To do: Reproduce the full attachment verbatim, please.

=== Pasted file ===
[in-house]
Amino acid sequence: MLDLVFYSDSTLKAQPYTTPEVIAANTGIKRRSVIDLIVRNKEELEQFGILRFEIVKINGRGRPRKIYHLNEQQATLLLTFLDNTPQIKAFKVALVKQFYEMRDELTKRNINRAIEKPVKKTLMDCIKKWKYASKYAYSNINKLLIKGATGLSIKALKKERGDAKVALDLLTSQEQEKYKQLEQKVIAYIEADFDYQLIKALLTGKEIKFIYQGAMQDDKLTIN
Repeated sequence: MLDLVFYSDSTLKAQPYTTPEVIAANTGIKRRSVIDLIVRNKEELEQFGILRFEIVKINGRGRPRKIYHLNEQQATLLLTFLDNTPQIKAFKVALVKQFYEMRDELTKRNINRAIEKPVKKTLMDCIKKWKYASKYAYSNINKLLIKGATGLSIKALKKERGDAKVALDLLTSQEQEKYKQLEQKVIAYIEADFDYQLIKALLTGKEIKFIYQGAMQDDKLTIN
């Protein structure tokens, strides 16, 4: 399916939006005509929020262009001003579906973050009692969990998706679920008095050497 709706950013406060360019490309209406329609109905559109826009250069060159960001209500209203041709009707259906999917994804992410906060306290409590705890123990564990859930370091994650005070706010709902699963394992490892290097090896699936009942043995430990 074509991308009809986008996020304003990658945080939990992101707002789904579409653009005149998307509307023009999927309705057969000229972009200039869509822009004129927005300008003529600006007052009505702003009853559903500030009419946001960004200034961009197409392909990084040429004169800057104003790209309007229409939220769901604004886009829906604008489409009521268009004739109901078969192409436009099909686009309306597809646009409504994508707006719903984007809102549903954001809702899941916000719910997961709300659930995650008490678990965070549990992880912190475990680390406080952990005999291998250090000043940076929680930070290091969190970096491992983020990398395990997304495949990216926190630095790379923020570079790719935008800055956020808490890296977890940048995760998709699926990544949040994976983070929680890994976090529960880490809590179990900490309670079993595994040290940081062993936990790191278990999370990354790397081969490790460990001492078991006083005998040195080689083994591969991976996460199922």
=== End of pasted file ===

[in-house]
Amino acid sequence: MLDLVFYSDSTLKAQPYTTPEVIAANTGIKRRSVIDLIVRNKEELEQFGILRFEIVKINGRGRPRKIYHLNEQQATLLLTFLDNTPQIKAFKVALVKQFYEMRDELTKRNINRAIEKPVKKTLMDCIKKWKYASKYAYSNINKLLIKGATGLSIKALKKERGDAKVALDLLTSQEQEKYKQLEQKVIAYIEADFDYQLIKALLTGKEIKFIYQGAMQDDKLTIN
Repeated sequence: MLDLVFYSDSTLKAQPYTTPEVIAANTGIKRRSVIDLIVRNKEELEQFGILRFEIVKINGRGRPRKIYHLNEQQATLLLTFLDNTPQIKAFKVALVKQFYEMRDELTKRNINRAIEKPVKKTLMDCIKKWKYASKYAYSNINKLLIKGATGLSIKALKKERGDAKVALDLLTSQEQEKYKQLEQKVIAYIEADFDYQLIKALLTGKEIKFIYQGAMQDDKLTIN
């Protein structure tokens, strides 16, 4: 399916939006005509929020262009001003579906973050009692969990998706679920008095050497 709706950013406060360019490309209406329609109905559109826009250069060159960001209500209203041709009707259906999917994804992410906060306290409590705890123990564990859930370091994650005070706010709902699963394992490892290097090896699936009942043995430990 074509991308009809986008996020304003990658945080939990992101707002789904579409653009005149998307509307023009999927309705057969000229972009200039869509822009004129927005300008003529600006007052009505702003009853559903500030009419946001960004200034961009197409392909990084040429004169800057104003790209309007229409939220769901604004886009829906604008489409009521268009004739109901078969192409436009099909686009309306597809646009409504994508707006719903984007809102549903954001809702899941916000719910997961709300659930995650008490678990965070549990992880912190475990680390406080952990005999291998250090000043940076929680930070290091969190970096491992983020990398395990997304495949990216926190630095790379923020570079790719935008800055956020808490890296977890940048995760998709699926990544949040994976983070929680890994976090529960880490809590179990900490309670079993595994040290940081062993936990790191278990999370990354790397081969490790460990001492078991006083005998040195080689083994591969991976996460199922």